• You Need A Lawyer:

In case you are arrested by the police, you have the right to a government-appointed lawyer (and you must immediately ask for one). You have the right for a private phone call. In case you are detained by Border Patrol or ICE, you do not have the right for a government-appointed lawyer, though you may hire your own. You have the right to call your lawyer and your family. Your lawyer can also visit you while you are in detention. You also have the right to be accompanied by your attorney during every hearing before an immigration judge.

  • You Have Been Detained by The Border Patrol:

If you have been detained by the Border Patrol near the border, you must never flee from the checkpoint, lie, or provide false documents. You may remain silent and don’t have to answer questions about your immigration status. Unless a Border Patrol agent has “reasonable suspicion” that you have committed or are committing a violation of federal or immigration laws, you cannot be detained. You also can’t be arrested without a “probable cause”. There must be clear facts that support the claim that you committed or are committing a violation of laws.

  • You Were Stopped While in Transit:

If you are traveling by car, immediately pull over, turn on the light, and turn off the engine. Place your hands onto the steering wheel and remain calm. You might be asked to show your documents for the car including insurance and driver’s license. Carry your immigration papers with you at all times as you might be requested to show them, and you will have to do that.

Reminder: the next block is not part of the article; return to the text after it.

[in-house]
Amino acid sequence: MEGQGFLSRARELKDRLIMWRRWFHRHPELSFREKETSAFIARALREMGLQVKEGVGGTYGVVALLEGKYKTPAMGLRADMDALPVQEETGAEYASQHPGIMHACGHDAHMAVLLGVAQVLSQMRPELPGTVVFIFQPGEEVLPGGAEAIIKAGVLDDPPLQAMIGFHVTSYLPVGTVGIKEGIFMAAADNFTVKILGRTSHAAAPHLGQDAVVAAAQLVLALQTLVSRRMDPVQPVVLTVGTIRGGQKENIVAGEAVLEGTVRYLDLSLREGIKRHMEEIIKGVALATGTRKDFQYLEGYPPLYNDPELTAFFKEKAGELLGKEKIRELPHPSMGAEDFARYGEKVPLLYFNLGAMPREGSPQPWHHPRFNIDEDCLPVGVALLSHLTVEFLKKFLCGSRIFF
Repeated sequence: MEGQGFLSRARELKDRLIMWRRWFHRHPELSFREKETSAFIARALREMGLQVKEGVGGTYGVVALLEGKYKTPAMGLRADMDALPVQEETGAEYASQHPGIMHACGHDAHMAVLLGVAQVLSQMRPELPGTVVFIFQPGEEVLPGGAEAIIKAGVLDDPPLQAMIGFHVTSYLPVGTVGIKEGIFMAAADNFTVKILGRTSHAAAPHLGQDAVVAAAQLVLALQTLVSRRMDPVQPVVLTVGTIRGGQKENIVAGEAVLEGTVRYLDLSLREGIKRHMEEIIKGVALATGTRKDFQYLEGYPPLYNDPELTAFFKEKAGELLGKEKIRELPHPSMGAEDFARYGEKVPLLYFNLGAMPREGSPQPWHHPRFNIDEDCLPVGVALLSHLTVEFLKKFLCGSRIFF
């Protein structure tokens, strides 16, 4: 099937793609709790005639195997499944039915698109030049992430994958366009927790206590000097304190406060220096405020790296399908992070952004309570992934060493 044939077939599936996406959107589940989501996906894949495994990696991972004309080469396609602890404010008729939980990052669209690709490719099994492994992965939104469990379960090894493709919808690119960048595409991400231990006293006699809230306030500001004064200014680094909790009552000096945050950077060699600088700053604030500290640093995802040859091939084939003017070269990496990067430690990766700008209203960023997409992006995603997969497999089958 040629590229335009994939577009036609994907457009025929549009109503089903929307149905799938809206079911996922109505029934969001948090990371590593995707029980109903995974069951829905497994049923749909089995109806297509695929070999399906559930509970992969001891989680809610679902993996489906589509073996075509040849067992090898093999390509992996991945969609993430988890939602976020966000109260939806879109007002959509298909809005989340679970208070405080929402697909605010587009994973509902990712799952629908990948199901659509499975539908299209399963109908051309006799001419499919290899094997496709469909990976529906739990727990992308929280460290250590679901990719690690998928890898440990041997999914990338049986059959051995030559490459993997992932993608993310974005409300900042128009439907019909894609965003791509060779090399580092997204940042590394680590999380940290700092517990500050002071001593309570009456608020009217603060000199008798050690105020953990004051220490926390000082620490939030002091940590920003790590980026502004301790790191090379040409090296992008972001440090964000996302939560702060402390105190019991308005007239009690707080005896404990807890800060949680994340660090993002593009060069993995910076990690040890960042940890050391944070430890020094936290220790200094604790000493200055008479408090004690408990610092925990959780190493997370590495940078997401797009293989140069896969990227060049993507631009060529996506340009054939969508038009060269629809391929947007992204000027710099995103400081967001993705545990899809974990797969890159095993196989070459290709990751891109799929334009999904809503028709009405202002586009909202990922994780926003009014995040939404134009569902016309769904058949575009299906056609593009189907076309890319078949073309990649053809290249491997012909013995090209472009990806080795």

• You Are Detained While Your Case Is in Progress:

If this happens, you are still eligible to be released on bond or with other reporting conditions. You can call your family and your lawyer. Your lawyer can also visit you and you have the right to be accompanied by your attorney at every hearing before an immigration judge. If you are denied release after the arrest, ask for a bond hearing. An immigration judge can often order for you to be released or for the bond to be lowered.

  • You Were Arrested and Might Be Deported:

In case you were arrested and need to challenge a deportation order, you have the right to a hearing for doing so. Alternatively, you can sign the “Stipulated Removal Order” or take voluntary departure. You also have the right to your own attorney.

Final Thoughts

In conclusion, the legal rights immigrants have allow for quite a lot of flexibility, so it is important for immigrants to know and understand their rights in order to be able to use this knowledge when necessary.

Anna is a specialist in different types of writing. She graduated from the Interpreters Department, but creative writing became her favorite type of work. Now she improves her skills while working as a freelance writer for Pick The Writer, Writing Judge to assist a lot of students all over the world and has free time for another work, as well. Always she does her best in the posts and articles.